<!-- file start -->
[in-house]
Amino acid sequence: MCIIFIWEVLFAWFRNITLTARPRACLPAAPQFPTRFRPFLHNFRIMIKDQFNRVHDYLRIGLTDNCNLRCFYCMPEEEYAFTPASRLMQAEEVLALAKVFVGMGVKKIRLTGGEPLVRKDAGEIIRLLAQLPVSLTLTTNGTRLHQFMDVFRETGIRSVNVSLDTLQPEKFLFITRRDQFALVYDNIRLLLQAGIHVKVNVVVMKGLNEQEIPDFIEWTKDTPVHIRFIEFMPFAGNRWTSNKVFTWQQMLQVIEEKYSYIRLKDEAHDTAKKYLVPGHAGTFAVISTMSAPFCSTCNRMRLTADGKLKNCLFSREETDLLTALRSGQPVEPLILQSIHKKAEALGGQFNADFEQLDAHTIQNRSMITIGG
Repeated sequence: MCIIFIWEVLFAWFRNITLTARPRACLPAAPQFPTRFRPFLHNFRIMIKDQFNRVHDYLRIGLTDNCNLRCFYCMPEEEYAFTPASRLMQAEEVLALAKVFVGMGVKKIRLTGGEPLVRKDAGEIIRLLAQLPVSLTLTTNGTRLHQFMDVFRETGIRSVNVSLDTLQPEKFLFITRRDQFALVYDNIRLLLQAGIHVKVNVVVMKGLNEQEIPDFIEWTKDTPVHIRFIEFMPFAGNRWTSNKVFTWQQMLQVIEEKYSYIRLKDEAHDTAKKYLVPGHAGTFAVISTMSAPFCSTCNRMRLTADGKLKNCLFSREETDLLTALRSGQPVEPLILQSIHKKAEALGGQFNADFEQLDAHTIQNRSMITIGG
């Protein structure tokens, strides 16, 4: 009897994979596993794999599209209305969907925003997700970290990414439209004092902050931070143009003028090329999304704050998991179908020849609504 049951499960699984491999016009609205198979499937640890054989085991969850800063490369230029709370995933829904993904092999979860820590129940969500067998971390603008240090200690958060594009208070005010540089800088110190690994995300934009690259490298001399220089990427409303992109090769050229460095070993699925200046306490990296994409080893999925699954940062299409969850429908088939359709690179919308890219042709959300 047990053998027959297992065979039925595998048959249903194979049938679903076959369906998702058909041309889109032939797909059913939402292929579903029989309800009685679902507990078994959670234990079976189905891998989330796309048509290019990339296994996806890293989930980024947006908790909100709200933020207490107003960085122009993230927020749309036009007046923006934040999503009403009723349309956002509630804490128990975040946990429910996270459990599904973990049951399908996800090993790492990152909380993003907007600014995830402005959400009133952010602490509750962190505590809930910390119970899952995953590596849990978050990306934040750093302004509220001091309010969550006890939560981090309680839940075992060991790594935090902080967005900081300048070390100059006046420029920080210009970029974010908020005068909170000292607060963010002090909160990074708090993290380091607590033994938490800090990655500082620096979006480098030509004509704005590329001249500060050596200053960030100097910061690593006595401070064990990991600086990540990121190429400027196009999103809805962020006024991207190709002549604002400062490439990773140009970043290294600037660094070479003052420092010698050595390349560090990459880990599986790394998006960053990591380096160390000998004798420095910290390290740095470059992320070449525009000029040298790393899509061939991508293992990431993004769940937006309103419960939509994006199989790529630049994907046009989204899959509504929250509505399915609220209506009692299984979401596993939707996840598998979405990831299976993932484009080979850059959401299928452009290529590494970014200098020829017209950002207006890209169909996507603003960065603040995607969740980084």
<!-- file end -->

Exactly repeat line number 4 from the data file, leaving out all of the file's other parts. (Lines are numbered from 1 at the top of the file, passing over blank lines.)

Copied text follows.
């Protein structure tokens, strides 16, 4: 009897994979596993794999599209209305969907925003997700970290990414439209004092902050931070143009003028090329999304704050998991179908020849609504 049951499960699984491999016009609205198979499937640890054989085991969850800063490369230029709370995933829904993904092999979860820590129940969500067998971390603008240090200690958060594009208070005010540089800088110190690994995300934009690259490298001399220089990427409303992109090769050229460095070993699925200046306490990296994409080893999925699954940062299409969850429908088939359709690179919308890219042709959300 047990053998027959297992065979039925595998048959249903194979049938679903076959369906998702058909041309889109032939797909059913939402292929579903029989309800009685679902507990078994959670234990079976189905891998989330796309048509290019990339296994996806890293989930980024947006908790909100709200933020207490107003960085122009993230927020749309036009007046923006934040999503009403009723349309956002509630804490128990975040946990429910996270459990599904973990049951399908996800090993790492990152909380993003907007600014995830402005959400009133952010602490509750962190505590809930910390119970899952995953590596849990978050990306934040750093302004509220001091309010969550006890939560981090309680839940075992060991790594935090902080967005900081300048070390100059006046420029920080210009970029974010908020005068909170000292607060963010002090909160990074708090993290380091607590033994938490800090990655500082620096979006480098030509004509704005590329001249500060050596200053960030100097910061690593006595401070064990990991600086990540990121190429400027196009999103809805962020006024991207190709002549604002400062490439990773140009970043290294600037660094070479003052420092010698050595390349560090990459880990599986790394998006960053990591380096160390000998004798420095910290390290740095470059992320070449525009000029040298790393899509061939991508293992990431993004769940937006309103419960939509994006199989790529630049994907046009989204899959509504929250509505399915609220209506009692299984979401596993939707996840598998979405990831299976993932484009080979850059959401299928452009290529590494970014200098020829017209950002207006890209169909996507603003960065603040995607969740980084």